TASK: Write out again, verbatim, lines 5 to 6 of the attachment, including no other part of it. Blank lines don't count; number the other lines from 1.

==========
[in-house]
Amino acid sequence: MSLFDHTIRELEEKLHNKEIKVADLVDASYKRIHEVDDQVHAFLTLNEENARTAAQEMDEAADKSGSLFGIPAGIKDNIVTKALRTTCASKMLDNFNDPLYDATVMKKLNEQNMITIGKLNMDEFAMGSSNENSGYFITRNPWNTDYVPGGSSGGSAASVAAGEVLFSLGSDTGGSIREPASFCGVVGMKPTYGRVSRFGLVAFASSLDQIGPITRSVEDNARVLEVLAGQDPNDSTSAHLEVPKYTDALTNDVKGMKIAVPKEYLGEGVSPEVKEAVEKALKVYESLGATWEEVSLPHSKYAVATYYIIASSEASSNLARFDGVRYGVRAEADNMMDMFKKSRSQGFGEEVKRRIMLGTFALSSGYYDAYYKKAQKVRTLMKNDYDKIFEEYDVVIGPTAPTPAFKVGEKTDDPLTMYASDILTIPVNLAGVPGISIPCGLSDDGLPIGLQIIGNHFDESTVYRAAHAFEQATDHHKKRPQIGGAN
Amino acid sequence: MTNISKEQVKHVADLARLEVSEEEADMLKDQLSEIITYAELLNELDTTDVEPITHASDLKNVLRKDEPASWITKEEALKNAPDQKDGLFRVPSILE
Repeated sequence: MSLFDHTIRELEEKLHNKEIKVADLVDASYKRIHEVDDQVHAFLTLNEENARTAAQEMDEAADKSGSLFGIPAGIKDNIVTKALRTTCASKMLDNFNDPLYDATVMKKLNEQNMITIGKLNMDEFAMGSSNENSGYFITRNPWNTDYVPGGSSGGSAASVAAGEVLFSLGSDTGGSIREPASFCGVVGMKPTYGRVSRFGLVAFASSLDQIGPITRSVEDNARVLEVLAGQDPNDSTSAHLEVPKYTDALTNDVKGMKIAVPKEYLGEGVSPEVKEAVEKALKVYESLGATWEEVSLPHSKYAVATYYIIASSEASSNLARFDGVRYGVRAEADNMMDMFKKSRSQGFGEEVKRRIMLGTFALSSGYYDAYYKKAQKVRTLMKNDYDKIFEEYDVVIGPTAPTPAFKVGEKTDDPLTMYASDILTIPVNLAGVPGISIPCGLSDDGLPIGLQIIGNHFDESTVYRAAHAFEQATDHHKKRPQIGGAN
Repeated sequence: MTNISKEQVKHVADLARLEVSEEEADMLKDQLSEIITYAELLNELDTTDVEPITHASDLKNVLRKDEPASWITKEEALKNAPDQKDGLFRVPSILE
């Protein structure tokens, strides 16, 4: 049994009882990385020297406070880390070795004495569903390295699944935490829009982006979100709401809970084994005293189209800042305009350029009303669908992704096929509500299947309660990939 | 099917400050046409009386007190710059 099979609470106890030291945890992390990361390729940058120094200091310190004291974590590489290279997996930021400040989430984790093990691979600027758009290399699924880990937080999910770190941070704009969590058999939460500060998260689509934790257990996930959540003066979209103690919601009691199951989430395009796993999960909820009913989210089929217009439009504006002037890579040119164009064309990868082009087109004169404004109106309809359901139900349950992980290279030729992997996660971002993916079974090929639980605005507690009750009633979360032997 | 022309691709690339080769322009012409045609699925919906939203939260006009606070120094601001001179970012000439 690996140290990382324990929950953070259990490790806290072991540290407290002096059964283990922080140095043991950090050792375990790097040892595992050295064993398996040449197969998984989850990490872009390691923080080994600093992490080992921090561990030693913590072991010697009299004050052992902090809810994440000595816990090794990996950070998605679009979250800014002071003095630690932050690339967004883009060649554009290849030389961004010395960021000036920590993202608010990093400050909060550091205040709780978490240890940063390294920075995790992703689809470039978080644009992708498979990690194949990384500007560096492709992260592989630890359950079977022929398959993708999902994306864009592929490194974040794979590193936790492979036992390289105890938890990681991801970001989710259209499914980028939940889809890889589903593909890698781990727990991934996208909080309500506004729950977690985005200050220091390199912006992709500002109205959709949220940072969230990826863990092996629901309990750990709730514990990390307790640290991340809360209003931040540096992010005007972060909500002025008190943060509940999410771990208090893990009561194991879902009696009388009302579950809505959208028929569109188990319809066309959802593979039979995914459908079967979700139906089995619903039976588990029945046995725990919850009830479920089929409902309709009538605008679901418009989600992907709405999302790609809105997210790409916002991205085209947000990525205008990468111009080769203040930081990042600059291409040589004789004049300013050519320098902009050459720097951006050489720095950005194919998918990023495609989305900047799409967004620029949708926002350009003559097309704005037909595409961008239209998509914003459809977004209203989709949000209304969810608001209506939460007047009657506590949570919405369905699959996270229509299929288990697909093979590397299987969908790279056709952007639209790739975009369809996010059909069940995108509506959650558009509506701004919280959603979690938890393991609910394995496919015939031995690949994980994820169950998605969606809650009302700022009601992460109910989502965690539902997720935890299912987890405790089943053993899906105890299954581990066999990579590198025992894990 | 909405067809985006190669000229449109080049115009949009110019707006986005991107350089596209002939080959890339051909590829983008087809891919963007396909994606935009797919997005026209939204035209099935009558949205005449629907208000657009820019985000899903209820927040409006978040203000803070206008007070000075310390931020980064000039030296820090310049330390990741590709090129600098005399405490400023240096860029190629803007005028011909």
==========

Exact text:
Repeated sequence: MTNISKEQVKHVADLARLEVSEEEADMLKDQLSEIITYAELLNELDTTDVEPITHASDLKNVLRKDEPASWITKEEALKNAPDQKDGLFRVPSILE
């Protein structure tokens, strides 16, 4: 049994009882990385020297406070880390070795004495569903390295699944935490829009982006979100709401809970084994005293189209800042305009350029009303669908992704096929509500299947309660990939 | 099917400050046409009386007190710059 099979609470106890030291945890992390990361390729940058120094200091310190004291974590590489290279997996930021400040989430984790093990691979600027758009290399699924880990937080999910770190941070704009969590058999939460500060998260689509934790257990996930959540003066979209103690919601009691199951989430395009796993999960909820009913989210089929217009439009504006002037890579040119164009064309990868082009087109004169404004109106309809359901139900349950992980290279030729992997996660971002993916079974090929639980605005507690009750009633979360032997 | 022309691709690339080769322009012409045609699925919906939203939260006009606070120094601001001179970012000439 690996140290990382324990929950953070259990490790806290072991540290407290002096059964283990922080140095043991950090050792375990790097040892595992050295064993398996040449197969998984989850990490872009390691923080080994600093992490080992921090561990030693913590072991010697009299004050052992902090809810994440000595816990090794990996950070998605679009979250800014002071003095630690932050690339967004883009060649554009290849030389961004010395960021000036920590993202608010990093400050909060550091205040709780978490240890940063390294920075995790992703689809470039978080644009992708498979990690194949990384500007560096492709992260592989630890359950079977022929398959993708999902994306864009592929490194974040794979590193936790492979036992390289105890938890990681991801970001989710259209499914980028939940889809890889589903593909890698781990727990991934996208909080309500506004729950977690985005200050220091390199912006992709500002109205959709949220940072969230990826863990092996629901309990750990709730514990990390307790640290991340809360209003931040540096992010005007972060909500002025008190943060509940999410771990208090893990009561194991879902009696009388009302579950809505959208028929569109188990319809066309959802593979039979995914459908079967979700139906089995619903039976588990029945046995725990919850009830479920089929409902309709009538605008679901418009989600992907709405999302790609809105997210790409916002991205085209947000990525205008990468111009080769203040930081990042600059291409040589004789004049300013050519320098902009050459720097951006050489720095950005194919998918990023495609989305900047799409967004620029949708926002350009003559097309704005037909595409961008239209998509914003459809977004209203989709949000209304969810608001209506939460007047009657506590949570919405369905699959996270229509299929288990697909093979590397299987969908790279056709952007639209790739975009369809996010059909069940995108509506959650558009509506701004919280959603979690938890393991609910394995496919015939031995690949994980994820169950998605969606809650009302700022009601992460109910989502965690539902997720935890299912987890405790089943053993899906105890299954581990066999990579590198025992894990 | 909405067809985006190669000229449109080049115009949009110019707006986005991107350089596209002939080959890339051909590829983008087809891919963007396909994606935009797919997005026209939204035209099935009558949205005449629907208000657009820019985000899903209820927040409006978040203000803070206008007070000075310390931020980064000039030296820090310049330390990741590709090129600098005399405490400023240096860029190629803007005028011909």